A Life I Could Not Save

She did not feel her age though she was old,
But still looked young as she was often told.
And so she was a vibrant 95,
Happy to be healthy and alive.

And yet this cancer slowly had appeared,
A diagnosis worse than she had feared,
A stark intrusion in a peaceful life;
Now filled with fear, uncertainty and strife.

I truly understood her fragile state
And yet could not abandon her to fate.
So radiation seemed the treatment choice
As I spoke with an optimistic voice.

Regrettably this gave her no relief
And so her pain improvement was but brief.
I tried my best to help her understand
Treatments that her age might not withstand.

So we embarked upon an operation;
Strong in our resolve, not desperation.
Hoping to alleviate her plight.
Hoping that our chosen path was right.

We planned each detail, each step we would take
And all of the dissection we would make.
Our anesthesia colleagues also knew
That potential complications might ensue.

So here we were combined in our intent,
Knowing what success or failure meant.
But willing to attempt this for her sake
As this procedure we did undertake.

The surgery initially went well
But then quickly her blood pressure fell.
And despite our efforts to restore her breath,
All had to finally accept her death.

So what to make of this, did we do wrong?
Should we have let her suffering prolong?
Could we ignore her misery and pain?
How could we know our efforts were in vain?

Her sudden death of course was unexpected,
And certainly we all felt quite dejected.
We did our best to help this woman through,
But could not change events that would ensue.

I’ve thought about this patient many times,
Wondering if I had missed the signs
That would have clearly pushed me to pursue
A different course than what we chose to do.

As I experience doubt and regret,
I move on with my daily life and yet
My memories of this woman linger on,
Never from my recollection gone.

This is a burden I agreed to bear,
A knowing part of what it is to care.
And so I take these memories to my grave
Concerning those whose lives I could not save.



Almost Cancer

Today I met a man who thought that he was truly dying.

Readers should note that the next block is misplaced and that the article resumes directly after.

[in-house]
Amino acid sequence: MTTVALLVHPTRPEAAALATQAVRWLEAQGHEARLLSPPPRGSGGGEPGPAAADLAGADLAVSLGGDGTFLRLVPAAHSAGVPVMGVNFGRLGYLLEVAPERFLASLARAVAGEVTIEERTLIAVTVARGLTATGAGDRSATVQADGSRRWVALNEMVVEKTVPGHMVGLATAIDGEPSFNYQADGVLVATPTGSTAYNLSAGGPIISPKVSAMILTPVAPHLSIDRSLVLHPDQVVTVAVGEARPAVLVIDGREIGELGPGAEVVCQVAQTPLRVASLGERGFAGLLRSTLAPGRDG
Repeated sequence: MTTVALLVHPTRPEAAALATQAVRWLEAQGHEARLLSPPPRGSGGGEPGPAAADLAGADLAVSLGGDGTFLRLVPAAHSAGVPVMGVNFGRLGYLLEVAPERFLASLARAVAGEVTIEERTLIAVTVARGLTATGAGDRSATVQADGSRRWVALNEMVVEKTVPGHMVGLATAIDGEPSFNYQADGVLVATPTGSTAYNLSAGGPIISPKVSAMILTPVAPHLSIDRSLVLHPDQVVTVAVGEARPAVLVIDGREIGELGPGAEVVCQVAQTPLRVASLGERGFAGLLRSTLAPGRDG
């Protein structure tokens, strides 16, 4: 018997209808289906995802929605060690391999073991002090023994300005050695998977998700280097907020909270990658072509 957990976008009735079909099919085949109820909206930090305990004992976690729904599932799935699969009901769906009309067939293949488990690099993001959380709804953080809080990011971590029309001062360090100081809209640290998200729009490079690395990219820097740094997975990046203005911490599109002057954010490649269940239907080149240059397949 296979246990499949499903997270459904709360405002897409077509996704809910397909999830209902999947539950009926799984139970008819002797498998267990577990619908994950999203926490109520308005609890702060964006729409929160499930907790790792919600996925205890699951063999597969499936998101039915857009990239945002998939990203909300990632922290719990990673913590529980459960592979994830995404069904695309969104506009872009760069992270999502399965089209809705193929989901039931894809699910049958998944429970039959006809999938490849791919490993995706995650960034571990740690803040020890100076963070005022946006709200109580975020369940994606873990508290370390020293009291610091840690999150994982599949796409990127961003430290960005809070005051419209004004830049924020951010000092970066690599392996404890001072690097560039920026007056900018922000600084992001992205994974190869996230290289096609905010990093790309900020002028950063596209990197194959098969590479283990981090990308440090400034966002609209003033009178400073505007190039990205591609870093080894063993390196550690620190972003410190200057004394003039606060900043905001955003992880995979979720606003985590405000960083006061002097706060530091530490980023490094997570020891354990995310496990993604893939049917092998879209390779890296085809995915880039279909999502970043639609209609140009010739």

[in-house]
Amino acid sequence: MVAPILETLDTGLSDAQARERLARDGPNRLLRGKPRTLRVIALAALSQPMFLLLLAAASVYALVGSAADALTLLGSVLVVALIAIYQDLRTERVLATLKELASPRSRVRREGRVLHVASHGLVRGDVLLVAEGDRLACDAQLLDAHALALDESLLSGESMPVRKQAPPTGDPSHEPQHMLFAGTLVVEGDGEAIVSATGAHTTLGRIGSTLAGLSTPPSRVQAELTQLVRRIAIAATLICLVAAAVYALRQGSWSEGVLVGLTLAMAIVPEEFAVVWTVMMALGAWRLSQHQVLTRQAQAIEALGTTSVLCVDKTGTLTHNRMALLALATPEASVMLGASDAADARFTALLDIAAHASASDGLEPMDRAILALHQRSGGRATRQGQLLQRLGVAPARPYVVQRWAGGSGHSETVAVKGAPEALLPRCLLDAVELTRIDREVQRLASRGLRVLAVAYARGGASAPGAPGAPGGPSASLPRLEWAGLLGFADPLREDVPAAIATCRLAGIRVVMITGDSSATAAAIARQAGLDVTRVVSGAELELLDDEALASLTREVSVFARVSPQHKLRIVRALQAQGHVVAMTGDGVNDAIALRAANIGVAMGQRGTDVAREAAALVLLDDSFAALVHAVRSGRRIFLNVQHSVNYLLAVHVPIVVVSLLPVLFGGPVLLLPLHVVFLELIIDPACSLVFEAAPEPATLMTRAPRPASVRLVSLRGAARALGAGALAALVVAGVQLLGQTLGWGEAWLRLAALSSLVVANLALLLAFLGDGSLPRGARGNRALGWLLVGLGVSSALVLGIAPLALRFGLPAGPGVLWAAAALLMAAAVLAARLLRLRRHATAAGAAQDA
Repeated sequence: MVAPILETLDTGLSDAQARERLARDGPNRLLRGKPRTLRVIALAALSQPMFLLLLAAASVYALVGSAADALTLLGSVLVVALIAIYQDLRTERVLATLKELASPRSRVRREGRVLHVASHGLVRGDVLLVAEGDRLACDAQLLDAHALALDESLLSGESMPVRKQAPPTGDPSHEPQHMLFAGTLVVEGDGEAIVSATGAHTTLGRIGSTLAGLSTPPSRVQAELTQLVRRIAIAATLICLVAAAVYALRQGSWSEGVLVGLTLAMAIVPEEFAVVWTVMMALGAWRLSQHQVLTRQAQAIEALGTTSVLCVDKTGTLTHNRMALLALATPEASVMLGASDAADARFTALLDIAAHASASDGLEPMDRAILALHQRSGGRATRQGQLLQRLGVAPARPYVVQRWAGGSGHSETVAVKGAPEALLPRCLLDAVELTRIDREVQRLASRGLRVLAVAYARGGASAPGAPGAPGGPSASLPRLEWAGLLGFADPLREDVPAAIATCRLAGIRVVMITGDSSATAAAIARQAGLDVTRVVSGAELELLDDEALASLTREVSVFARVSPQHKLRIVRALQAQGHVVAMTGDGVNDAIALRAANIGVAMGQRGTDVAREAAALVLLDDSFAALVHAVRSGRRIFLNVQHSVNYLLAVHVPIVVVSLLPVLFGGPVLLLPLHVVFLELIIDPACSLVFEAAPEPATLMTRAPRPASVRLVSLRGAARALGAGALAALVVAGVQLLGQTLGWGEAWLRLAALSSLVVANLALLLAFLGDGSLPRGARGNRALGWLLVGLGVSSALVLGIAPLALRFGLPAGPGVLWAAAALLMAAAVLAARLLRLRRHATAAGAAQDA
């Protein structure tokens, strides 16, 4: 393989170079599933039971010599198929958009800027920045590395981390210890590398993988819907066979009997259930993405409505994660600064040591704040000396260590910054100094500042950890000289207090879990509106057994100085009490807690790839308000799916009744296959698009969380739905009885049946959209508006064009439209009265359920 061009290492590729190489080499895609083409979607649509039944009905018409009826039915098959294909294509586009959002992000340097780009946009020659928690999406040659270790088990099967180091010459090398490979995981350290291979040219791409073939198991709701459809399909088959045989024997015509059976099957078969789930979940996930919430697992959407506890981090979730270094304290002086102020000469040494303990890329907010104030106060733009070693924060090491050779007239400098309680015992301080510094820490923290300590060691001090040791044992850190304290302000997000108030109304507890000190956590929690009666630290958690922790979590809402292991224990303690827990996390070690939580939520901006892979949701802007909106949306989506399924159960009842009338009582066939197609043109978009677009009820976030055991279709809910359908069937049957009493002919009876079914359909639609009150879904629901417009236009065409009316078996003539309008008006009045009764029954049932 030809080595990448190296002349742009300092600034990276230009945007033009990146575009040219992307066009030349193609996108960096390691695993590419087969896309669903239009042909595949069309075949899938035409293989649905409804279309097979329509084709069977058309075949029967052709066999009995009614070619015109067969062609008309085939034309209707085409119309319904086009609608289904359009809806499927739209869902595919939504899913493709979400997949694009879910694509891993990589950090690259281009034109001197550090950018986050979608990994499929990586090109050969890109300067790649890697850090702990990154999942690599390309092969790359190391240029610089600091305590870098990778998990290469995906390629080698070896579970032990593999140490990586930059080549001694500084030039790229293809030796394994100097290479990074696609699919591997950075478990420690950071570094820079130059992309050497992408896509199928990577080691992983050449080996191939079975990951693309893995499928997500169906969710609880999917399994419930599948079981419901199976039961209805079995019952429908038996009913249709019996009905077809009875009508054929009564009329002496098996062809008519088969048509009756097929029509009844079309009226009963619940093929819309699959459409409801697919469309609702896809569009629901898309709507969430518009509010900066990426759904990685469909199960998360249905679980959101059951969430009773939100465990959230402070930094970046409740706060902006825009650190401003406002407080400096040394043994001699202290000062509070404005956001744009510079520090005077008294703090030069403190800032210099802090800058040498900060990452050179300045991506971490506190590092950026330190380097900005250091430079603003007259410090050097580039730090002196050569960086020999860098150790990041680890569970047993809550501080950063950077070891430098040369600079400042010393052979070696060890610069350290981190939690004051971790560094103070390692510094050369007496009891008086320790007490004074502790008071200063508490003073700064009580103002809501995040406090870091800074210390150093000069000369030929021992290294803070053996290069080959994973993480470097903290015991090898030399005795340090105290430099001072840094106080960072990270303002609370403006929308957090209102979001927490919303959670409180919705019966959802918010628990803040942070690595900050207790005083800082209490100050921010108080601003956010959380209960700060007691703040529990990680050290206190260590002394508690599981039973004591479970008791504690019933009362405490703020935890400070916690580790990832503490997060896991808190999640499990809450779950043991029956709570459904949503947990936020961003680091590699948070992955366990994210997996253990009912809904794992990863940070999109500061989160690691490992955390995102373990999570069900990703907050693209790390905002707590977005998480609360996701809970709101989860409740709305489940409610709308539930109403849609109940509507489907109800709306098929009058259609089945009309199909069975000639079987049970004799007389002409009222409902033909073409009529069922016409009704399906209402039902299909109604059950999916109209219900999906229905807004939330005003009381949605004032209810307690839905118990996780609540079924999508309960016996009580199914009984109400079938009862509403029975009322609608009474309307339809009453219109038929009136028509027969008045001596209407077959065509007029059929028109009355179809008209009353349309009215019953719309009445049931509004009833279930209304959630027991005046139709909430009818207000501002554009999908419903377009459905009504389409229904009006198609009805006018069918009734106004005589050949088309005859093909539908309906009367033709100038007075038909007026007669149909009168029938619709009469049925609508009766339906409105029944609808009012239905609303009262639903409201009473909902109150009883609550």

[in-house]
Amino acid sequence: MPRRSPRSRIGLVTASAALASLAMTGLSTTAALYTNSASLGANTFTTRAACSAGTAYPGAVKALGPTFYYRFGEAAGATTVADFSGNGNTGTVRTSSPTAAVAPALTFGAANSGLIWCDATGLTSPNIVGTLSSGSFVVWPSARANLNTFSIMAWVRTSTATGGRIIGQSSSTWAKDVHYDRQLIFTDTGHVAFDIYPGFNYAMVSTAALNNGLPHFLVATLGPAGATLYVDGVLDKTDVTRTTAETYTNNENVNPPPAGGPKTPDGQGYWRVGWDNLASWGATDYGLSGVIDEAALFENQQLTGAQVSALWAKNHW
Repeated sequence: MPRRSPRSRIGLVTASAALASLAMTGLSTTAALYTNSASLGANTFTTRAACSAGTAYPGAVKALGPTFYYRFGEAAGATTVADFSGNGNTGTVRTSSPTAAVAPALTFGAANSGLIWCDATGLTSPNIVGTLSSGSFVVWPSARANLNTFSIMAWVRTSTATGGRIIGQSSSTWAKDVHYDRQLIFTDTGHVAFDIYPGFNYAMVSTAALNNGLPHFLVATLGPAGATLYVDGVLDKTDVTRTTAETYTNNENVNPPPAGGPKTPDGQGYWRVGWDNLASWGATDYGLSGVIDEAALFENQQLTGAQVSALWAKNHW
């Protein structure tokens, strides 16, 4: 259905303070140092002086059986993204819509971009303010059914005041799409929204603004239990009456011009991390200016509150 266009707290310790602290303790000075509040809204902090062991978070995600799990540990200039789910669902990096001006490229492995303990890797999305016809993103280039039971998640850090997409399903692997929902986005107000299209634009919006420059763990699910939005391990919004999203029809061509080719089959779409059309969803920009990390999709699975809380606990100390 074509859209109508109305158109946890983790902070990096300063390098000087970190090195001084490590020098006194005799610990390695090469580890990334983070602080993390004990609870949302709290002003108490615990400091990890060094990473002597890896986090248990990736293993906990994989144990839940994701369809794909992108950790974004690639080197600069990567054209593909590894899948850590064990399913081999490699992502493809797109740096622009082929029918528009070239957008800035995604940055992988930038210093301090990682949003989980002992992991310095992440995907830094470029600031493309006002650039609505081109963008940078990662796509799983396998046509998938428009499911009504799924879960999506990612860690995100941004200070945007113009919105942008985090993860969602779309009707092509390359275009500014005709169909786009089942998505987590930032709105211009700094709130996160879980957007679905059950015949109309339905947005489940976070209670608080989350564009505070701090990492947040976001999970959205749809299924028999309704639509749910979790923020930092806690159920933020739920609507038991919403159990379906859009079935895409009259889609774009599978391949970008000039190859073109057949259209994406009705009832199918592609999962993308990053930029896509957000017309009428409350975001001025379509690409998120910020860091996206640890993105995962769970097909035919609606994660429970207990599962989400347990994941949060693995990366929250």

This brush with his mortality had left him lost and crying.
He never really understood how fragile life can be,
And now his hopes and desperation focused square on me.

I had a kindly conversation with him and his wife.
I guaranteed that I would do my best to save his life.
I reassured him that this tumor might still be benign.
If not we hoped that we had caught it in the nick of time.

Next day I gave him his good news, that it was nothing bad.
He and his wife were quite relieved and yet they both seemed sad.
They looked back at their lives and saw so many wasted years.
They smoked too much and drank too much and cried too many tears.

That day that he thought he was gone was really quite a gift.
It made him see that up ‘til then his life was just adrift.
Although I never had to work a wonder with a knife,
That day was not forgotten and in fact it saved his life.



Childhood Cancer Survivor

I saw her back, now 28 and mother of 2 boys,
And yet at our first visit her mom brought along her toys.
What miracle had happened that enabled her to live,
And now allowed her to go forth with all she has to give?

I knew how bravely she approached this horrible disease,
Balancing her hopes and fears as if on a trapeze.
Suffering in silence. Looking older than her age.
Amazing that this youngster had the wisdom of a sage.

Even on the darkest days she always had a smile.
An inner strength to look beyond and always know that while
Life seemed so unpleasant, it would hopefully change course.
Emanating fortitude from some unknown resource.

But now she seemed just quite content with all things as they are,
Leaving prior ugliness and pain behind her far.
Proud of what she had become more than what she went through.
Able to appreciate her world as few can do.

I understood this was a moment I was blessed to see,
A victory for her more than a victory for me.
So any time I wonder what my life is all about,
I recall her serenity which then removes all doubt.


Richard Lackman is an orthopaedic cancer surgeon and poet.

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23 Responses

  1. Peter Hartley

    Having recently suffered a bereavement I find these three poems encapsulate so well the moral dilemmas and the soul-searching that medical practitioners must go through every day in treating disease and death and in dealing with the bereft. Such a noble profession and one I could never have dared to join. These poems well-written, technically accomplished, and above all they make you think.

    • Dick Lackman

      Thanks for your kind comments. Happy to provide some insight into the physician side of patient interactions. Caring for people is a blessing and we always get more than we give.